Differences seem easier to discuss: while access to resources is a more readily apparent difference, another key difference between advanced and developing economies is the complex combination of governance, structural, environmental and social factors contributing to the differences in their economies. These factors (e.g. poorer infrastructure, corruption, pollution of water sources and deregulation thereof, internal conflict, etc.) reduce the capacity of a developing economy vs an advanced one to respond swiftly and appropriately to a disaster.
I found it quite interesting that the Recovery process of DRM involves working across the Social, Economic, Built and Natural environments, given this mirrors a focus in medicine on the ‘social determinants of health’. Several studies have shown that many health concerns, like diabetes or coronary heart disease, are strongly correlated to an individual’s psychosocial environment – exposure to smoking, higher stress, lower working conditions, living with more people in smaller quarters, etc. So these environments are not only crucial to address throughout Disaster Disk Management processes, but longitudinally to improve the health of a population. Not to mention how health and nutrition are one of the key aspects needing addressing in disasters, along with security, water and sanitation, food, shelter, education and the like. Given these intertwined factors are so important in DRM but also long-term prosperity of a given nation or community, factors that contribute to lower socioeconomic standards would also appear to lower a given nation/community’s resilience to disasters, and vice-versa.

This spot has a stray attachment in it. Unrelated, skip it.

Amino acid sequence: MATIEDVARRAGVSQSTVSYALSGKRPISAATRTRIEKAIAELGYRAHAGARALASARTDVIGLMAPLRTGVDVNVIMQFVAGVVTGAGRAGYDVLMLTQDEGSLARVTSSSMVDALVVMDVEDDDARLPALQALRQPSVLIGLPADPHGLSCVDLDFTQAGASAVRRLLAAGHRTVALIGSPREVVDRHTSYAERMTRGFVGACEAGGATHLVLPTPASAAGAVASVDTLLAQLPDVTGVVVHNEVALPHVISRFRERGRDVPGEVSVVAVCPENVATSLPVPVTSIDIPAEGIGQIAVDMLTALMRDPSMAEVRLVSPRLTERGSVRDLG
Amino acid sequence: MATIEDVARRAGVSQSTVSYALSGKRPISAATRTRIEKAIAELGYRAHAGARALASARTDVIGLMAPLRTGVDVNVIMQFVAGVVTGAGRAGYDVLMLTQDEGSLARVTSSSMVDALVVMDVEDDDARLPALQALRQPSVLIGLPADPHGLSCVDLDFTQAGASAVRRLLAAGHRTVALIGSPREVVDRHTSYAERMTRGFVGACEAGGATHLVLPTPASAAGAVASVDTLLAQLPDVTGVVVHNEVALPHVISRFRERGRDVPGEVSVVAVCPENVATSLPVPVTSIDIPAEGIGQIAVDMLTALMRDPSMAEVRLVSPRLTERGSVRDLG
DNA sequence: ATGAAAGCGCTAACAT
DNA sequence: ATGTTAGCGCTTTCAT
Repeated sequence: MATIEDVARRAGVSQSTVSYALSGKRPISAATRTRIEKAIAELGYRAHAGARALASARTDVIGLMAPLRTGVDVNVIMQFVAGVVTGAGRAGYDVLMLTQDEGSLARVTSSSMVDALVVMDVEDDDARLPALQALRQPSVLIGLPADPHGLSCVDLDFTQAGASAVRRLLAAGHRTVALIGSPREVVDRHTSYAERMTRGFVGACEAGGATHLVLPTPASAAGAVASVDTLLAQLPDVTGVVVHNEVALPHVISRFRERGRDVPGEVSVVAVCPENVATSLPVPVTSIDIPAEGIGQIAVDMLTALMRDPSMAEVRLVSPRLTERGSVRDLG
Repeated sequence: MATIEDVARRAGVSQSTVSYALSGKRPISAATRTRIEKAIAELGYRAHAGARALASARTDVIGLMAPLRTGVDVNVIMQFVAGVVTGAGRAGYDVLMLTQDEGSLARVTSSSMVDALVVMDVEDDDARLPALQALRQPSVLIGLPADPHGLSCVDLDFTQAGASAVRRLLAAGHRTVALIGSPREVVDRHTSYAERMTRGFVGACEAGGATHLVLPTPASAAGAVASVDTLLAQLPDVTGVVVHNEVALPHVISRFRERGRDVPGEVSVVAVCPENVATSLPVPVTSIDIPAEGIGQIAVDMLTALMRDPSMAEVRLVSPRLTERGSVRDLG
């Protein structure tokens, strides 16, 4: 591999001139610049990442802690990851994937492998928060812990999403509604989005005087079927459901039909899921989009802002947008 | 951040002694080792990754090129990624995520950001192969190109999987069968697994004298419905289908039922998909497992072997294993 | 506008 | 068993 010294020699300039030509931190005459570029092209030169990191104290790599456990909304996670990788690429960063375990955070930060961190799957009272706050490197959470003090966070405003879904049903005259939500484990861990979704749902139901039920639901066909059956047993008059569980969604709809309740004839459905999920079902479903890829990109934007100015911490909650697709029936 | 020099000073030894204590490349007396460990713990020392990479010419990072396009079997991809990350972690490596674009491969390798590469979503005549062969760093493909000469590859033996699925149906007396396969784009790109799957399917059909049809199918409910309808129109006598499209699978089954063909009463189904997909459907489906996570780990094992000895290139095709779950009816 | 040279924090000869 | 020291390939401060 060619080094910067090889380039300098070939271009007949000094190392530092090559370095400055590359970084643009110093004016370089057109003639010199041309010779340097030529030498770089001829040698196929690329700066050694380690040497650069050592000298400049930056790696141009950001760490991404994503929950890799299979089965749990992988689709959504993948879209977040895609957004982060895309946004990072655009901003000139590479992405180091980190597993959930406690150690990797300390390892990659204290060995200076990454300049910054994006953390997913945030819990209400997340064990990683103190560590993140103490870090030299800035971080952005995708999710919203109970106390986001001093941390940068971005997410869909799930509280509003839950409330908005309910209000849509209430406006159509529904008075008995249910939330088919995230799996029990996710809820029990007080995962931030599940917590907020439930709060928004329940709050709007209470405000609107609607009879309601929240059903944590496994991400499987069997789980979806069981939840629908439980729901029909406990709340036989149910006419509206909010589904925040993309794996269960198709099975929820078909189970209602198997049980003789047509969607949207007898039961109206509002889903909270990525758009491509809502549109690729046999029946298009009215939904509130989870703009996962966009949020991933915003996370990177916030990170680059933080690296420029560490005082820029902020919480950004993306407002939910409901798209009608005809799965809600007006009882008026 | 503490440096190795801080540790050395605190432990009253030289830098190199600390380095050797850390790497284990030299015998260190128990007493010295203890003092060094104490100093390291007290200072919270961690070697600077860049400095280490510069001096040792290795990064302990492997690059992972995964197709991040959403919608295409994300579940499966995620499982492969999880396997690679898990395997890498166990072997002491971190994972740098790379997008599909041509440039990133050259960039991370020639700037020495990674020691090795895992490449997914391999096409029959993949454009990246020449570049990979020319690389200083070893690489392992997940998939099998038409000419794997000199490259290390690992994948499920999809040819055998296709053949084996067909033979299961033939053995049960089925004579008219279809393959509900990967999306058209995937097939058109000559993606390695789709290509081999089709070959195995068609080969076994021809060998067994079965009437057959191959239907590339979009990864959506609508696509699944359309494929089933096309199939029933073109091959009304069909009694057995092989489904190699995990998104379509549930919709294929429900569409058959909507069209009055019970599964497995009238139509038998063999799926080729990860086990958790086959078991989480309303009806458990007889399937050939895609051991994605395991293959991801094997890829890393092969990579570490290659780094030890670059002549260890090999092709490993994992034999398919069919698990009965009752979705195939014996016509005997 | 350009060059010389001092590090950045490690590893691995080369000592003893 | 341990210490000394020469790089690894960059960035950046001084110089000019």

It could be argued that some advanced economies have reached that point due to effective management of disasters – or alternatively, due to a lack of exposure to them (and thus, preparedness – e.g. Victorian 2009 bushfires). Thus another key difference – several developing economies have likely been exposed to significant disasters before, and key lessons to respond effectively to disasters likely lie in the local population – hence a need to empower them to coordinate their response to said disasters. (Therefore, the importance of PPM!)
But there are a lot of similarities too! Those exposed to the same type of disaster are often exposed to similar psychosocial stressors (displacement, anxiety, loss of loved ones, loss of role) irrespective of where they live; similar stresses are placed on local infrastructure and the natural environment. There are differences between cultural interpretations/evaluations of disasters and the ability of infrastructure etc. to limit the damage from a disaster of course, but the ‘base stressors’ remain very similar. Similar economic costs are involved too, although an advanced economy would naturally have greater capacity to meet said costs.